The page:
The xinetd package provides a secure replacement for inetd, the Internet services daemon. xinetd provides access control for all services based on the address of the remote host and/or on time of access, and can prevent denial-of-access attacks.
When xinetd services are configured with the "TCPMUX" or "TCPMUXPLUS" type, and the tcpmux-server service is enabled, those services are accessible via port 1. It was found that enabling the tcpmux-server service (it is disabled by default) allowed every xinetd service, including those that are not configured with the "TCPMUX" or "TCPMUXPLUS" type, to be accessible via port 1. This could allow a remote attacker to bypass intended firewall restrictions. (CVE-2012-0862)
Red Hat would like to thank Thomas Swan of FedEx for reporting this issue.
This update also fixes the following bugs:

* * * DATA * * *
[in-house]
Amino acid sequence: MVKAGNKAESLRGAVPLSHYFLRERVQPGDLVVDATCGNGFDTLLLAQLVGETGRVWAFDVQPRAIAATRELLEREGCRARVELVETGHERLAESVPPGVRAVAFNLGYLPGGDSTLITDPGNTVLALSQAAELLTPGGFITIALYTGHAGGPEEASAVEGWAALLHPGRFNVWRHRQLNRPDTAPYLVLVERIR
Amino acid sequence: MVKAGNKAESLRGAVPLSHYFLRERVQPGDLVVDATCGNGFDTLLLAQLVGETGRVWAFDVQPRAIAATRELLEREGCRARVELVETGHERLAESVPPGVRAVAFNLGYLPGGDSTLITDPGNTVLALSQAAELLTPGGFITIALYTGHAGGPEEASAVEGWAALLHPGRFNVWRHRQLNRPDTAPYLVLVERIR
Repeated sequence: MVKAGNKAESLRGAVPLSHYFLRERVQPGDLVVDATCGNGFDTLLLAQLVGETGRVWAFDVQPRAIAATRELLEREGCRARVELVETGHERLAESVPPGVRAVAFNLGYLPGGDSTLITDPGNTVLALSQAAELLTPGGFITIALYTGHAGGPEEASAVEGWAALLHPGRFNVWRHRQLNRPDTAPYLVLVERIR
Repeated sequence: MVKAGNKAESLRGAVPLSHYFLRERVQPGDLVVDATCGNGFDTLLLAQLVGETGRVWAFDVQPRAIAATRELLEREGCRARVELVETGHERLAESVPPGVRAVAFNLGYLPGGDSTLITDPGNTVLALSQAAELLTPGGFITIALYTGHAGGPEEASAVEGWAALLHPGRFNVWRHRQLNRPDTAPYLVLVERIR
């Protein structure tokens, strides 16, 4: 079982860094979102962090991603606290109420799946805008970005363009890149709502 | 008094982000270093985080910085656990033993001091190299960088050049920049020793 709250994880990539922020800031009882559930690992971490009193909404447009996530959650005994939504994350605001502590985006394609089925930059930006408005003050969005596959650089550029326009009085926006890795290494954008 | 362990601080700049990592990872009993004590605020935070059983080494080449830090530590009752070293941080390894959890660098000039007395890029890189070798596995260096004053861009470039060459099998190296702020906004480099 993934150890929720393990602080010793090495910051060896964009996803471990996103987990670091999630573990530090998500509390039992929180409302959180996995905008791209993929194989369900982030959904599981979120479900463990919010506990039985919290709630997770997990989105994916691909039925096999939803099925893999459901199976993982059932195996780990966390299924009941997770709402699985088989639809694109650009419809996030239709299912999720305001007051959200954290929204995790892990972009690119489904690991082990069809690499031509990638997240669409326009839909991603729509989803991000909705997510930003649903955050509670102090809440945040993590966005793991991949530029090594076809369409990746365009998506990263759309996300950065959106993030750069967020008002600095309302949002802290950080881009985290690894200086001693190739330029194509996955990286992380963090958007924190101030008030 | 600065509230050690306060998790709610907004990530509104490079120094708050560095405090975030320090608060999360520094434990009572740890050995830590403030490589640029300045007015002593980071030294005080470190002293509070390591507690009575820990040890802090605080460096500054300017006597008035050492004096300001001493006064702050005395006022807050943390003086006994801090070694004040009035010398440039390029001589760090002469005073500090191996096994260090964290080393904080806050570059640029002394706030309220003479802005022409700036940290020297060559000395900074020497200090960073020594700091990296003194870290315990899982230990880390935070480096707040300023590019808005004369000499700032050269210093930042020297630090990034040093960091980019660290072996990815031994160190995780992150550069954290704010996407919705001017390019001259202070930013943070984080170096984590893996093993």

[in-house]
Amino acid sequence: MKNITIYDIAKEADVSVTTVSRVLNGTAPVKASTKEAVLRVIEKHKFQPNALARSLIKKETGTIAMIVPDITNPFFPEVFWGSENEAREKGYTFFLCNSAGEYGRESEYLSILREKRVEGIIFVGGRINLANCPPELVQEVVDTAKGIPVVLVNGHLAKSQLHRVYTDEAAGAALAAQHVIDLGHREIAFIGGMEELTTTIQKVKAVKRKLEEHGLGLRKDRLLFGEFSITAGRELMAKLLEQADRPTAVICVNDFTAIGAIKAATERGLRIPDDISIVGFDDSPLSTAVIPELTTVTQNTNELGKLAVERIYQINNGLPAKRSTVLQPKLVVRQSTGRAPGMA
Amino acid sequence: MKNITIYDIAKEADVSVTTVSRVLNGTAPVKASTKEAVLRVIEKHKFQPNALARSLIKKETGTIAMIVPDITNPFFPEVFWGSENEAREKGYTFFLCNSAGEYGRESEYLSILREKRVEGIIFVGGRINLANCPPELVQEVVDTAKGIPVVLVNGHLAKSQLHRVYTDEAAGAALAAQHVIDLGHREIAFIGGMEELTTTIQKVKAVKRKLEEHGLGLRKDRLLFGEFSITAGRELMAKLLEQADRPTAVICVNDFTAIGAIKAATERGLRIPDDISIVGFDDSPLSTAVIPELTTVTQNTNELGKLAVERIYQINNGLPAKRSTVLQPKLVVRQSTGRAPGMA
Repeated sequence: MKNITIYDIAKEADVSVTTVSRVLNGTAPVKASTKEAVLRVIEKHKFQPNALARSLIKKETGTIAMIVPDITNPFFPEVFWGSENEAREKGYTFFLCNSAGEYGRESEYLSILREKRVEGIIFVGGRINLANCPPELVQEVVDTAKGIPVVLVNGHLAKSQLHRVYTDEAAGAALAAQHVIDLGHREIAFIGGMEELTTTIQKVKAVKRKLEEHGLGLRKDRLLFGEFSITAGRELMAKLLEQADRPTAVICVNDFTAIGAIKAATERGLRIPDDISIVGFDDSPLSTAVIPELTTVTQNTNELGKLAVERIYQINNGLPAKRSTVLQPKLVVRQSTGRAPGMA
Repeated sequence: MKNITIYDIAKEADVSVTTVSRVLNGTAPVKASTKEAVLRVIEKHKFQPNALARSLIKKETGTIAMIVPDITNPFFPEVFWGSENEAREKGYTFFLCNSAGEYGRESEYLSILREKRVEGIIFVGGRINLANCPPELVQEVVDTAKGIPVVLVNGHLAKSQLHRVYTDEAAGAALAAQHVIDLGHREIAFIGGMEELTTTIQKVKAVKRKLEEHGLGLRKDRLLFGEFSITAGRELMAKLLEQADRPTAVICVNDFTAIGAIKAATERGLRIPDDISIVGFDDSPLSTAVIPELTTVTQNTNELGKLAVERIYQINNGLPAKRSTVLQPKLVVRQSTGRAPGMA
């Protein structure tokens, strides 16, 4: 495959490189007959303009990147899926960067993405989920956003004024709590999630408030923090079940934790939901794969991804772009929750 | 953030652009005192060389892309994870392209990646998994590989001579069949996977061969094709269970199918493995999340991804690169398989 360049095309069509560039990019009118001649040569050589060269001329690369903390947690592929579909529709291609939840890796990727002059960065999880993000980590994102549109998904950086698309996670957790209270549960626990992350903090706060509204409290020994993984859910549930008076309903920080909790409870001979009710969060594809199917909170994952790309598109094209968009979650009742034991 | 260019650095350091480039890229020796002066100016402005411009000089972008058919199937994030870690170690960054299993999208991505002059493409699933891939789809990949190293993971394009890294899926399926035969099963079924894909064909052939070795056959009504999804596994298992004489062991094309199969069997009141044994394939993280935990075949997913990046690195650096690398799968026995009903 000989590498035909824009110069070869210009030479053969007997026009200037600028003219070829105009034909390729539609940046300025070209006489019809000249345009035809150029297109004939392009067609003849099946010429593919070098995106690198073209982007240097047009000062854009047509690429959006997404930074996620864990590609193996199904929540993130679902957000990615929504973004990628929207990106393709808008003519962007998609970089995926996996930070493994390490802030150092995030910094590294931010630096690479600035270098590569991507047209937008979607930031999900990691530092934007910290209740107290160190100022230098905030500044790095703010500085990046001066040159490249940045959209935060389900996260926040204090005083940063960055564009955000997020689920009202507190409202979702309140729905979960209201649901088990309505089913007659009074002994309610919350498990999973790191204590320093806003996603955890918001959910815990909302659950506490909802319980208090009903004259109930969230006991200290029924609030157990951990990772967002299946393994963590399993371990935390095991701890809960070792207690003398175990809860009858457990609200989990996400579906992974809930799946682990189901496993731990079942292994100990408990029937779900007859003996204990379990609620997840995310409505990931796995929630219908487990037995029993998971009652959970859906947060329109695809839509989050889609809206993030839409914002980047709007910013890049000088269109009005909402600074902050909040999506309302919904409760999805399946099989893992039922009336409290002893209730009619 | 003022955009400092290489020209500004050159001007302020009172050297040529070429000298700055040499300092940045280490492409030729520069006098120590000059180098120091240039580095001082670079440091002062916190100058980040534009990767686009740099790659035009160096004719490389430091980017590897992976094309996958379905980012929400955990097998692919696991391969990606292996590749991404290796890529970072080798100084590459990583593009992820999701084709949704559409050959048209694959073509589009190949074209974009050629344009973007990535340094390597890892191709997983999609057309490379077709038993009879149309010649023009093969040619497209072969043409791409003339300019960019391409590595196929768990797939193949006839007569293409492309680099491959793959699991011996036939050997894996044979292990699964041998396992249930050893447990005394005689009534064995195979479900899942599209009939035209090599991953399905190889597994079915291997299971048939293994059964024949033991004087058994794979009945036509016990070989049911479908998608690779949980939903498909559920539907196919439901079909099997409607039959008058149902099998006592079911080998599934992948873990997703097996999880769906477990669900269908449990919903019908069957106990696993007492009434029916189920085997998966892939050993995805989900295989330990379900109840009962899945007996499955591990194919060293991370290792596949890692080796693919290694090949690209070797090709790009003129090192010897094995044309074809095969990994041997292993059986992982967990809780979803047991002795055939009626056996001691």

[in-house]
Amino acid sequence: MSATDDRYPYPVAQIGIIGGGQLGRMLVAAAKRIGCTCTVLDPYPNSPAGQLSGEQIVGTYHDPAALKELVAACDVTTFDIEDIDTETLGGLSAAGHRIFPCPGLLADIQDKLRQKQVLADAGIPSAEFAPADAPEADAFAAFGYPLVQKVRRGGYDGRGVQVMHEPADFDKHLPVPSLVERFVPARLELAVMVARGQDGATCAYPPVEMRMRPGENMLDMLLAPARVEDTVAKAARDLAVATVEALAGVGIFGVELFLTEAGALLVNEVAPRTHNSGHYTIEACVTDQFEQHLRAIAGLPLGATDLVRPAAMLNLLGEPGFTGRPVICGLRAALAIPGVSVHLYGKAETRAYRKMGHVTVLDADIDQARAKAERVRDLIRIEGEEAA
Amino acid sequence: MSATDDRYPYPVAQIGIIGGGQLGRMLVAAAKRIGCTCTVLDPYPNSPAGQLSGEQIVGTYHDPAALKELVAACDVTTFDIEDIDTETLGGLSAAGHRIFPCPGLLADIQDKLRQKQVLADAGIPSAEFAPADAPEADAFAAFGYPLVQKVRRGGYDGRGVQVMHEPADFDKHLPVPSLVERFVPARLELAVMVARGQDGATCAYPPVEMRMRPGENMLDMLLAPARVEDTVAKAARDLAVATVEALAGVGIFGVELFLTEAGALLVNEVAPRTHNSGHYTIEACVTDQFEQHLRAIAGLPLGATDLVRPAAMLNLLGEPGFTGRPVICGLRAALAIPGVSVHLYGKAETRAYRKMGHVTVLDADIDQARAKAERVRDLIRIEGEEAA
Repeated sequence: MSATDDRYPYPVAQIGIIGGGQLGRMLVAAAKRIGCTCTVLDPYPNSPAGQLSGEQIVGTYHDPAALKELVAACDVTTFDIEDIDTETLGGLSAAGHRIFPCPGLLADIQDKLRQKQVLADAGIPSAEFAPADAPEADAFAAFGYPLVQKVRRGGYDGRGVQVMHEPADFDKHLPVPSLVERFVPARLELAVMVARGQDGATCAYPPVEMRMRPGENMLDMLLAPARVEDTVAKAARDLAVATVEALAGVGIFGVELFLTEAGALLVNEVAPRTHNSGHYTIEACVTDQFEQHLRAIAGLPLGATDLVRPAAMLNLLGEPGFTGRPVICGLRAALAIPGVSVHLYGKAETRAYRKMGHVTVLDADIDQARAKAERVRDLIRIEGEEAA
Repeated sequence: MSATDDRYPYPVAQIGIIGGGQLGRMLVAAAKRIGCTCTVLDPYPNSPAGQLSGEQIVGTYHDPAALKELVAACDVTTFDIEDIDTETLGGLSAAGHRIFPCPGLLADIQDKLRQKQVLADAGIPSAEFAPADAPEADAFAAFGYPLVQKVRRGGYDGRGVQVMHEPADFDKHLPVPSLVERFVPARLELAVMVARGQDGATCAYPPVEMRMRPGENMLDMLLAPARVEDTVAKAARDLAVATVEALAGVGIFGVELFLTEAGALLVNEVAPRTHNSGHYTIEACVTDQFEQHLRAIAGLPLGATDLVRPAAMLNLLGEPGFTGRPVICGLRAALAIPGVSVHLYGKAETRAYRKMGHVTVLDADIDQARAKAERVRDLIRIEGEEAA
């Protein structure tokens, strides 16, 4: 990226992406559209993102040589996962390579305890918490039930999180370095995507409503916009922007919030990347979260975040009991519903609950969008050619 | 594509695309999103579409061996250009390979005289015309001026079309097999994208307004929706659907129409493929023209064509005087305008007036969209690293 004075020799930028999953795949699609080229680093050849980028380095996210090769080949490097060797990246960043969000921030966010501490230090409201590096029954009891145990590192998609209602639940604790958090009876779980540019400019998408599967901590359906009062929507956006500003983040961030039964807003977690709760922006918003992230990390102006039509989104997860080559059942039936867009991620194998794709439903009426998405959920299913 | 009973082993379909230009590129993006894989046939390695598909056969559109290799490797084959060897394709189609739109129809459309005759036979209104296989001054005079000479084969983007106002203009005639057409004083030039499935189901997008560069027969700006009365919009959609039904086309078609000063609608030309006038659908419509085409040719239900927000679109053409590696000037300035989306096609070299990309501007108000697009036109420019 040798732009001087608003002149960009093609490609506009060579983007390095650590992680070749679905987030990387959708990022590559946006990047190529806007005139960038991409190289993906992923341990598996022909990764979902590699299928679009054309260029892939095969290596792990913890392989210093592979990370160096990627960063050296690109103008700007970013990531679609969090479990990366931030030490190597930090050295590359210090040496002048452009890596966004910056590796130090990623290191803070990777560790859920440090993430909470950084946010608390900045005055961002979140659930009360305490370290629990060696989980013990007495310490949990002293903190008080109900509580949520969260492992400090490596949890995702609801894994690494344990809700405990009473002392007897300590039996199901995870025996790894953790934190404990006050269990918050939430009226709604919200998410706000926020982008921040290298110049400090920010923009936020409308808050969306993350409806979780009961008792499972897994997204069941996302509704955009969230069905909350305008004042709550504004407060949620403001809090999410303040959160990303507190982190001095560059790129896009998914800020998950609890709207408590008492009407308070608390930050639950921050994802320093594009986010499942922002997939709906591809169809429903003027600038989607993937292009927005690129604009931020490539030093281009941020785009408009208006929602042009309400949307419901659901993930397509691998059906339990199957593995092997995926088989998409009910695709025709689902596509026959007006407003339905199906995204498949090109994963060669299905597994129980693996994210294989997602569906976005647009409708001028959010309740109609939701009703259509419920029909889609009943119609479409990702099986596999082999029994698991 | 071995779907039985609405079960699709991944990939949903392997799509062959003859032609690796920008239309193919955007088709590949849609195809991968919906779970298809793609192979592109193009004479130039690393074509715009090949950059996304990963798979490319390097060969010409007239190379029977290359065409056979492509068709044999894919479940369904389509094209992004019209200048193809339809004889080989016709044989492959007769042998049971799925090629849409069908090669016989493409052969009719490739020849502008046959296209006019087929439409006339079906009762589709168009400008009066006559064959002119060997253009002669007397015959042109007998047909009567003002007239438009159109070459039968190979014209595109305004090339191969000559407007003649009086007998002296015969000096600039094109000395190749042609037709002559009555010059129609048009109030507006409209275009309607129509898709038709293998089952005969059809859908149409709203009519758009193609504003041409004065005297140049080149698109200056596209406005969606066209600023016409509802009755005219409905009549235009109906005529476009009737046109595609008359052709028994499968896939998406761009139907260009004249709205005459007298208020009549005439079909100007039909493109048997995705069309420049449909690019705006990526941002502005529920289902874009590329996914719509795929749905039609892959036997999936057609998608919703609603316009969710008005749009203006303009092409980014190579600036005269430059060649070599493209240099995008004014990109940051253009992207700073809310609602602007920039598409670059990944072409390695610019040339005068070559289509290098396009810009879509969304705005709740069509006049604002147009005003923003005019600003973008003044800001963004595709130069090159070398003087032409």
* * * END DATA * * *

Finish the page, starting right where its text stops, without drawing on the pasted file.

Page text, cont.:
Prior to this update, a file descriptor array in the service.c source file was not handled as expected. As a consequence, some of the descriptors remained open when xinetd was under heavy load. Additionally, the system log was filled with a large number of messages that took up a lot of disk space over time. This update modifies the xinetd code to handle the file descriptors correctly and messages no longer fill the system log. (BZ#852274)
Prior to this update, services were disabled permanently when their CPS limit was reached. As a consequence, a failed bind operation could occur when xinetd attempted to restart the service. This update adds additional logic that attempts to restart the service. Now, the service is only disabled if xinetd cannot restart the service after 30 attempts. (BZ#811000)
All users of xinetd are advised to upgrade to this updated package, which contains backported patches to correct these issues.